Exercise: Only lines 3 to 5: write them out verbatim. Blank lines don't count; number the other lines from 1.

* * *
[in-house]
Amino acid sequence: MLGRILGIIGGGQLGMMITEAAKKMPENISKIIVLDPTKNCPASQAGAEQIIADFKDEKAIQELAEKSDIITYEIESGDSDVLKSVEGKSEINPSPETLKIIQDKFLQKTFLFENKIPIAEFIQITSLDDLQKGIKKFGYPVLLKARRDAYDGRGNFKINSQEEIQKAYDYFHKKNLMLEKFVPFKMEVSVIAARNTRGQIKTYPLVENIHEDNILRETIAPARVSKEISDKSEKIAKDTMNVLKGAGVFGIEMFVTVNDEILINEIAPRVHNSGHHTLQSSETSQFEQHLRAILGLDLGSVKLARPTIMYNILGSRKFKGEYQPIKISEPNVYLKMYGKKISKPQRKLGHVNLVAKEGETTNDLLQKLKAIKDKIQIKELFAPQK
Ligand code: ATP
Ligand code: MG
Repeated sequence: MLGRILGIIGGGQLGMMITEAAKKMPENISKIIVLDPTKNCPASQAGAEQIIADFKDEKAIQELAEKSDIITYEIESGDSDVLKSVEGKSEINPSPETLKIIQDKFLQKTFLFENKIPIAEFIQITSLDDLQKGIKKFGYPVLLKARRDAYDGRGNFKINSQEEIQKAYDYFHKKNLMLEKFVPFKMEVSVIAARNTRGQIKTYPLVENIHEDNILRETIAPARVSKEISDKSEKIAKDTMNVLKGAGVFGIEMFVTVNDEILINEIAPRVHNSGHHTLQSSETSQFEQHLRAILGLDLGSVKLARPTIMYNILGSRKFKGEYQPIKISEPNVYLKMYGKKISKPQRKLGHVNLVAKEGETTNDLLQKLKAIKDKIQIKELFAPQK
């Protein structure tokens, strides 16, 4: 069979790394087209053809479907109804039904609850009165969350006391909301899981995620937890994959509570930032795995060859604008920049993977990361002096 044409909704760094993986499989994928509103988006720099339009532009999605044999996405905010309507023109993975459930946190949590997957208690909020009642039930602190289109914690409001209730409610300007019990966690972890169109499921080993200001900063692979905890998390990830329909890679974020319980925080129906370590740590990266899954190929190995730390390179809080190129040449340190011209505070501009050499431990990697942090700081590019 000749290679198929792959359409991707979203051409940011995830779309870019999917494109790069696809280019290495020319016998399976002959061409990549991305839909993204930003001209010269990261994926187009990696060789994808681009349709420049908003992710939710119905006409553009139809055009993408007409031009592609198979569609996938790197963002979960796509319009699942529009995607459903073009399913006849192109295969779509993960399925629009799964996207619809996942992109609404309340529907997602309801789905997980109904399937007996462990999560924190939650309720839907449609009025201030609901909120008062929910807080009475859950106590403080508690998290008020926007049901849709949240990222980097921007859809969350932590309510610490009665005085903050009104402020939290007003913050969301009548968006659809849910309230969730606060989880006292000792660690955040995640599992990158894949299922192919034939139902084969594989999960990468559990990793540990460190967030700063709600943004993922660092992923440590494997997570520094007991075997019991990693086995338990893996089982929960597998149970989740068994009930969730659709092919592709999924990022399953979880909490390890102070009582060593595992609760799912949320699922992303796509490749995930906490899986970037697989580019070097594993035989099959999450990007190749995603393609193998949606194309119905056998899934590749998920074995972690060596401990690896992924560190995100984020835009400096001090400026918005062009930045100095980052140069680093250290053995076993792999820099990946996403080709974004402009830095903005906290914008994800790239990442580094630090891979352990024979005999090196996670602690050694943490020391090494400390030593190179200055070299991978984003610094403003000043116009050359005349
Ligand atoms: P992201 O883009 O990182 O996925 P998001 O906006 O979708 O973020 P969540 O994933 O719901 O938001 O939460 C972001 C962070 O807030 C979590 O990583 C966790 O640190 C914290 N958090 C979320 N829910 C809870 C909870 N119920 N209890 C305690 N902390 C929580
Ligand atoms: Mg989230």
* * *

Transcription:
Ligand code: ATP
Ligand code: MG
Repeated sequence: MLGRILGIIGGGQLGMMITEAAKKMPENISKIIVLDPTKNCPASQAGAEQIIADFKDEKAIQELAEKSDIITYEIESGDSDVLKSVEGKSEINPSPETLKIIQDKFLQKTFLFENKIPIAEFIQITSLDDLQKGIKKFGYPVLLKARRDAYDGRGNFKINSQEEIQKAYDYFHKKNLMLEKFVPFKMEVSVIAARNTRGQIKTYPLVENIHEDNILRETIAPARVSKEISDKSEKIAKDTMNVLKGAGVFGIEMFVTVNDEILINEIAPRVHNSGHHTLQSSETSQFEQHLRAILGLDLGSVKLARPTIMYNILGSRKFKGEYQPIKISEPNVYLKMYGKKISKPQRKLGHVNLVAKEGETTNDLLQKLKAIKDKIQIKELFAPQK